Here's Why This Man Had a Giant White Mass on His Eyeball

A man developed an extremely rare eye mass called a "corneal keloid" in his right eye. Above, images of the man's eye (left), and a cross-section of the eye showing a "cleft" between the cornea and the lesion (right).
A man developed an extremely rare eye mass called a "corneal keloid" in his right eye. Above, images of the man's eye (left), and a cross-section of the eye showing a "cleft" between the cornea and the lesion (right). (Image credit: JAMA Ophthalmology. 2019. doi:10.1001/jamaophthalmol.2019.0519. Copyright© 2019 American Medical Association. All rights reserved.)

It looks like a Hollywood special effect: An eye with a bulging white mass where the pupil and iris should be. But this odd eye problem is the result of a rare lesion on a man's eyeball, according to a new report of the case.

The 74-year-old man arrived at an eye clinic with a pearly white, jelly-like mass on his right eye, according to the report, published April 4 in the journal JAMA Ophthalmology. The man told his doctors that two years earlier, he'd had cataract surgery on his right eye. Afterward, he'd noticed a scar on his cornea — the clear, dome-shaped surface that covers the front of the eyeball — that gradually thickened over the next six months, the report said. ['Eye' Can't Look: 9 Eyeball Injuries That Will Make You Squirm]

His vision in the right eye was very poor — too poor to see an eye chart, although he could tell when doctors moved their hands in front of his eye.

Doctors performed a procedure to remove the mass and examined some of the eye cells under a microscope.

Test results showed that the man had a "corneal keloid," a rare type of lesion on the cornea, according to the authors of the report, led by Dr. Nikolas Raufi, an ophthalmologist at Duke Eye Center in Durham, North Carolina.

A corneal keloid is "an extremely rare, abnormal growth of tissues that is like scar tissue" on the cornea, said Dr. John Hovanesian, a clinical spokesperson for the American Academy of Ophthalmology (AAO) and an ophthalmologist at Harvard Eye Associates in Laguna Hills, California. Indeed, it's so rare that, more than a century since it was first identified, fewer than 100 cases have ever been reported, Hovanesian told Live Science.

And this man's case was even more unusual, given his age — most cases of corneal keloids occur in the first three decades of life, according to the AAO.

Some people are born with conditions that can cause corneal keloids to develop in both eyes. But the condition can also occur after an eye infection or trauma, including eye surgery, such as cataract surgery, the AAO said.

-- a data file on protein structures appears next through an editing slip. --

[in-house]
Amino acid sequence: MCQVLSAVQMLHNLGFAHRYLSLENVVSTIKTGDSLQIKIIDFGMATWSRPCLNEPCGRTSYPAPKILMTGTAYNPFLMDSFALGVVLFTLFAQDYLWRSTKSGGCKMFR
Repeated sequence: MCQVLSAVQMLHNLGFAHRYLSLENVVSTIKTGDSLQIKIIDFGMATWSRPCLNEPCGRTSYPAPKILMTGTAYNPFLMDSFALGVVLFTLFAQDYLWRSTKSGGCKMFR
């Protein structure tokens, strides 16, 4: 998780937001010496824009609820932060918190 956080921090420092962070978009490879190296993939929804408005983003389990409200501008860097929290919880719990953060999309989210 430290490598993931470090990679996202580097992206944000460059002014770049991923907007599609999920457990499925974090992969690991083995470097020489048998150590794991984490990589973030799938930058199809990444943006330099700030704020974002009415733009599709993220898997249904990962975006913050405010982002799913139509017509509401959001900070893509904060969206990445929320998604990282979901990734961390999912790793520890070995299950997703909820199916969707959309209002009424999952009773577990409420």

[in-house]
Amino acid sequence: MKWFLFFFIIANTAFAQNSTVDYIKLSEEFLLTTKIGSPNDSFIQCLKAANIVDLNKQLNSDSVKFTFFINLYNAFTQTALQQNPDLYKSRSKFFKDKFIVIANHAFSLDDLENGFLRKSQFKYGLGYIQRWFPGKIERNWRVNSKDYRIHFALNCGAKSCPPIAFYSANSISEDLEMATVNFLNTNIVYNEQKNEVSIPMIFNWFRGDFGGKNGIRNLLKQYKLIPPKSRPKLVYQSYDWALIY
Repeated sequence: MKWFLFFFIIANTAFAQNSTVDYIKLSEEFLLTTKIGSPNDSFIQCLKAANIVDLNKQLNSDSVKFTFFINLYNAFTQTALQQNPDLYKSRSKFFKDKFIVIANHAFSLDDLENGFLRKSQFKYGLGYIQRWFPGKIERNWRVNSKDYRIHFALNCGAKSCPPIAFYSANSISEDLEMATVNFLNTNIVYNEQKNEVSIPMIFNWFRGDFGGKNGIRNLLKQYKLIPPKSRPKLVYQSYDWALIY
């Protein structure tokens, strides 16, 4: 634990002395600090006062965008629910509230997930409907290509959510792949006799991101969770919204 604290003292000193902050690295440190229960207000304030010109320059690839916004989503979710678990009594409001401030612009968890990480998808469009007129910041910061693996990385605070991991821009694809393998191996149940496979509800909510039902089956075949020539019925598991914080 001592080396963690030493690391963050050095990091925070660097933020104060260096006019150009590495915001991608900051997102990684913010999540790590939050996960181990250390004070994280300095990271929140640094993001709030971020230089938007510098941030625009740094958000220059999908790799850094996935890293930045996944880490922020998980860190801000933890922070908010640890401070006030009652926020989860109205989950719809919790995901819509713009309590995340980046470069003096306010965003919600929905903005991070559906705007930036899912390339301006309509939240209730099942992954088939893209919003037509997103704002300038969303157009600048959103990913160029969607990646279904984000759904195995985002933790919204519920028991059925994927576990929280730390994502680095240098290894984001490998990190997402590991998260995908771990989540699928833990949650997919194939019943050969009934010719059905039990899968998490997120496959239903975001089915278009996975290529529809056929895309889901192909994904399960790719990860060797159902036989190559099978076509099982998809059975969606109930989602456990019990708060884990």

Hovanesian, who wasn't involved with the man's case, noted that corneal keloids are different from keloids of the skin, the latter of which is a type of raised scar that sits as a bump above the skin. Although the same word is used in the names of these conditions, "we think they're very different diseases," Hovanesian said. Corneal keloids are much rarer than skin keloids — even people who are prone to developing skin keloids aren't at increased risk of corneal keloids after certain eye surgeries, studies have found.

It's unclear why corneal keloids form. But Hovanesian said the cornea has an "amazing molecular organization" that allows it to be crystal clear. But when the same tissue grows in a disorganized way, the cornea becomes whitish, he said.

Still, Hovanesian stressed that "it's extremely rare to have this type of complication" after eye surgery. "Many ophthalmologists have never seen a corneal keloid because it's such a rare thing."

After the procedure to remove the lesion, the man said he felt like he was doing well, although he still couldn't see well enough out of his right eye to view an eye chart. He also had an abnormal growth of blood vessels in his eye, and his cornea appeared cloudy. The man will be monitored for a possible recurrence of the lesion, the report said.

Originally published on Live Science.

Rachael Rettner

Rachael is a Live Science contributor, and was a former channel editor and senior writer for Live Science between 2010 and 2022. She has a master's degree in journalism from New York University's Science, Health and Environmental Reporting Program. She also holds a B.S. in molecular biology and an M.S. in biology from the University of California, San Diego. Her work has appeared in Scienceline, The Washington Post and Scientific American.